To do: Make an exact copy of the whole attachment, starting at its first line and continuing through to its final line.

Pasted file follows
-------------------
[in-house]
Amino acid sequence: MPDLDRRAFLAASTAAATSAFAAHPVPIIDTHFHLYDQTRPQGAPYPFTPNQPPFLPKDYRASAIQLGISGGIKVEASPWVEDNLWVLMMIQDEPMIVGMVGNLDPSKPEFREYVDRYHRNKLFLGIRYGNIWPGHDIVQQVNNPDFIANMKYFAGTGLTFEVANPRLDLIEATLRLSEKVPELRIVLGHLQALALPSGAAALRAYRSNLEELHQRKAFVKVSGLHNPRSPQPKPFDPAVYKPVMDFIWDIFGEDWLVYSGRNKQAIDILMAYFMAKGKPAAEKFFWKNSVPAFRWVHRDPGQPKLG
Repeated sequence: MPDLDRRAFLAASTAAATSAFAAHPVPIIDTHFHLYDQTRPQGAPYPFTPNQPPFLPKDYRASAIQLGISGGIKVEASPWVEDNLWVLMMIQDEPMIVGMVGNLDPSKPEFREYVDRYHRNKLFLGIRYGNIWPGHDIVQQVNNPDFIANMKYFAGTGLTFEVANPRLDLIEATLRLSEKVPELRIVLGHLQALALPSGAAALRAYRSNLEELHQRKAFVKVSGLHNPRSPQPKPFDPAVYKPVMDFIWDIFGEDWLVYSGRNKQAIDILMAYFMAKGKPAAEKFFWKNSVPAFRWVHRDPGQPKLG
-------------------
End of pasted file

[in-house]
Amino acid sequence: MPDLDRRAFLAASTAAATSAFAAHPVPIIDTHFHLYDQTRPQGAPYPFTPNQPPFLPKDYRASAIQLGISGGIKVEASPWVEDNLWVLMMIQDEPMIVGMVGNLDPSKPEFREYVDRYHRNKLFLGIRYGNIWPGHDIVQQVNNPDFIANMKYFAGTGLTFEVANPRLDLIEATLRLSEKVPELRIVLGHLQALALPSGAAALRAYRSNLEELHQRKAFVKVSGLHNPRSPQPKPFDPAVYKPVMDFIWDIFGEDWLVYSGRNKQAIDILMAYFMAKGKPAAEKFFWKNSVPAFRWVHRDPGQPKLG
Repeated sequence: MPDLDRRAFLAASTAAATSAFAAHPVPIIDTHFHLYDQTRPQGAPYPFTPNQPPFLPKDYRASAIQLGISGGIKVEASPWVEDNLWVLMMIQDEPMIVGMVGNLDPSKPEFREYVDRYHRNKLFLGIRYGNIWPGHDIVQQVNNPDFIANMKYFAGTGLTFEVANPRLDLIEATLRLSEKVPELRIVLGHLQALALPSGAAALRAYRSNLEELHQRKAFVKVSGLHNPRSPQPKPFDPAVYKPVMDFIWDIFGEDWLVYSGRNKQAIDILMAYFMAKGKPAAEKFFWKNSVPAFRWVHRDPGQPKLG